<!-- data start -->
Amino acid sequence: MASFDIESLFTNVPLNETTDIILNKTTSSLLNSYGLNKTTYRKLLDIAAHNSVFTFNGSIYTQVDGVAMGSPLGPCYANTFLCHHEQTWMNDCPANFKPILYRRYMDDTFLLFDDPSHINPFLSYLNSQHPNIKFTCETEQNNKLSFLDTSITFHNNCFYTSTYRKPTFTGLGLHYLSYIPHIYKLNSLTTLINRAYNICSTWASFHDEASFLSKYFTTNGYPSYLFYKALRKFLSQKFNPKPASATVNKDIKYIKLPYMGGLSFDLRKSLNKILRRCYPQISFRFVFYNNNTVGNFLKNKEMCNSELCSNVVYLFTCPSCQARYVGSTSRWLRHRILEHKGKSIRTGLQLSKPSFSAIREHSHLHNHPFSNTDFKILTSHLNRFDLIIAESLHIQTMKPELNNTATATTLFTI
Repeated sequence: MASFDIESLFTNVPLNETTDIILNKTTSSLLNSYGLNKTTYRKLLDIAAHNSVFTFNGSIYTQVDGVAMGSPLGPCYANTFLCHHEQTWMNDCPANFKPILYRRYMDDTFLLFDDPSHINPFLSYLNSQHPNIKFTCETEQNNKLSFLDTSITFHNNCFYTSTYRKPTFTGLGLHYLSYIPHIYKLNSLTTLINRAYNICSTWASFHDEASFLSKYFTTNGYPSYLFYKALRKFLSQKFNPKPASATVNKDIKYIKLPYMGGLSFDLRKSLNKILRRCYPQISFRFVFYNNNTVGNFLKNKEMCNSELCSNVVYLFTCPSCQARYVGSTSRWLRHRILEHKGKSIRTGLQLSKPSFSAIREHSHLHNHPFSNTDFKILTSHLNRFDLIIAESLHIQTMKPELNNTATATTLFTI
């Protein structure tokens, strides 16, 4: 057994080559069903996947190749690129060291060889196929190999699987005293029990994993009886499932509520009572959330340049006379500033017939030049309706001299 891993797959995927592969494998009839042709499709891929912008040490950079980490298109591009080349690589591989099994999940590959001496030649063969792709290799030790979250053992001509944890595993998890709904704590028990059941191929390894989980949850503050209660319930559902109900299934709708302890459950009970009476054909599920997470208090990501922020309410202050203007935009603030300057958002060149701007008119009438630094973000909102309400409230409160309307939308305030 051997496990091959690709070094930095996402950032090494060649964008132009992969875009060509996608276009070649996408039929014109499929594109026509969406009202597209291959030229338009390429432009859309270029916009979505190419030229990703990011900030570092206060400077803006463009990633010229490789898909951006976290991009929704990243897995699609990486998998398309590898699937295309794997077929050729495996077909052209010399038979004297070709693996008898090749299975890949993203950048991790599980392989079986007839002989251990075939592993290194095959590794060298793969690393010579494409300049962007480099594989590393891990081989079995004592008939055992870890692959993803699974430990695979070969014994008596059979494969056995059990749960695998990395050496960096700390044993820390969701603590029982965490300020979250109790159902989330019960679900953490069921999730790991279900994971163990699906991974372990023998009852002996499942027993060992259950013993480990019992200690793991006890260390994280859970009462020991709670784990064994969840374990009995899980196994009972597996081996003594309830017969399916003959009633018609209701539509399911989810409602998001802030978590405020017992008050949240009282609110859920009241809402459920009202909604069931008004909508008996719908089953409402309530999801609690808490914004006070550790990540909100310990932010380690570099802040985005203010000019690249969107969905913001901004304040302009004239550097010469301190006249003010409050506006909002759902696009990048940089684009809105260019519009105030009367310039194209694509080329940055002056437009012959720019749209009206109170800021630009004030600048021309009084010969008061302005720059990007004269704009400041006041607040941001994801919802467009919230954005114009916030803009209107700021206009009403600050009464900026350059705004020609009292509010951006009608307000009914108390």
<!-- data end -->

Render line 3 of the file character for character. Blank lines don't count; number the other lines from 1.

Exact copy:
């Protein structure tokens, strides 16, 4: 057994080559069903996947190749690129060291060889196929190999699987005293029990994993009886499932509520009572959330340049006379500033017939030049309706001299 891993797959995927592969494998009839042709499709891929912008040490950079980490298109591009080349690589591989099994999940590959001496030649063969792709290799030790979250053992001509944890595993998890709904704590028990059941191929390894989980949850503050209660319930559902109900299934709708302890459950009970009476054909599920997470208090990501922020309410202050203007935009603030300057958002060149701007008119009438630094973000909102309400409230409160309307939308305030 051997496990091959690709070094930095996402950032090494060649964008132009992969875009060509996608276009070649996408039929014109499929594109026509969406009202597209291959030229338009390429432009859309270029916009979505190419030229990703990011900030570092206060400077803006463009990633010229490789898909951006976290991009929704990243897995699609990486998998398309590898699937295309794997077929050729495996077909052209010399038979004297070709693996008898090749299975890949993203950048991790599980392989079986007839002989251990075939592993290194095959590794060298793969690393010579494409300049962007480099594989590393891990081989079995004592008939055992870890692959993803699974430990695979070969014994008596059979494969056995059990749960695998990395050496960096700390044993820390969701603590029982965490300020979250109790159902989330019960679900953490069921999730790991279900994971163990699906991974372990023998009852002996499942027993060992259950013993480990019992200690793991006890260390994280859970009462020991709670784990064994969840374990009995899980196994009972597996081996003594309830017969399916003959009633018609209701539509399911989810409602998001802030978590405020017992008050949240009282609110859920009241809402459920009202909604069931008004909508008996719908089953409402309530999801609690808490914004006070550790990540909100310990932010380690570099802040985005203010000019690249969107969905913001901004304040302009004239550097010469301190006249003010409050506006909002759902696009990048940089684009809105260019519009105030009367310039194209694509080329940055002056437009012959720019749209009206109170800021630009004030600048021309009084010969008061302005720059990007004269704009400041006041607040941001994801919802467009919230954005114009916030803009209107700021206009009403600050009464900026350059705004020609009292509010951006009608307000009914108390």